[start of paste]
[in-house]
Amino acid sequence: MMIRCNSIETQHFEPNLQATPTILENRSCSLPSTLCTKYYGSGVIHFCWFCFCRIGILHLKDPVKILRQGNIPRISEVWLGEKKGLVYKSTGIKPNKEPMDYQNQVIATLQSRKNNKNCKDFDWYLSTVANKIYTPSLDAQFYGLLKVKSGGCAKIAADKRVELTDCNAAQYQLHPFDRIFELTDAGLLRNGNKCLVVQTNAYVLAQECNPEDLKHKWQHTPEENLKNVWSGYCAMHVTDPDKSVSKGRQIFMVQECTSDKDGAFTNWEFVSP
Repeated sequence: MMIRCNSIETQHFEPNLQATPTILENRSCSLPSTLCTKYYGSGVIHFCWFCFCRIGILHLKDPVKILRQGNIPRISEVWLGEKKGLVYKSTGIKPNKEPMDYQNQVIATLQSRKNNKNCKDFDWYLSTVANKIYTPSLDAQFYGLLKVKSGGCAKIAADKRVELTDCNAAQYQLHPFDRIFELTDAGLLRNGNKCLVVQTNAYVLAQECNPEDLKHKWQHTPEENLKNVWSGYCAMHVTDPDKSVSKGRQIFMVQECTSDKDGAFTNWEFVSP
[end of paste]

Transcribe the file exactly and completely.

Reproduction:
[in-house]
Amino acid sequence: MMIRCNSIETQHFEPNLQATPTILENRSCSLPSTLCTKYYGSGVIHFCWFCFCRIGILHLKDPVKILRQGNIPRISEVWLGEKKGLVYKSTGIKPNKEPMDYQNQVIATLQSRKNNKNCKDFDWYLSTVANKIYTPSLDAQFYGLLKVKSGGCAKIAADKRVELTDCNAAQYQLHPFDRIFELTDAGLLRNGNKCLVVQTNAYVLAQECNPEDLKHKWQHTPEENLKNVWSGYCAMHVTDPDKSVSKGRQIFMVQECTSDKDGAFTNWEFVSP
Repeated sequence: MMIRCNSIETQHFEPNLQATPTILENRSCSLPSTLCTKYYGSGVIHFCWFCFCRIGILHLKDPVKILRQGNIPRISEVWLGEKKGLVYKSTGIKPNKEPMDYQNQVIATLQSRKNNKNCKDFDWYLSTVANKIYTPSLDAQFYGLLKVKSGGCAKIAADKRVELTDCNAAQYQLHPFDRIFELTDAGLLRNGNKCLVVQTNAYVLAQECNPEDLKHKWQHTPEENLKNVWSGYCAMHVTDPDKSVSKGRQIFMVQECTSDKDGAFTNWEFVSP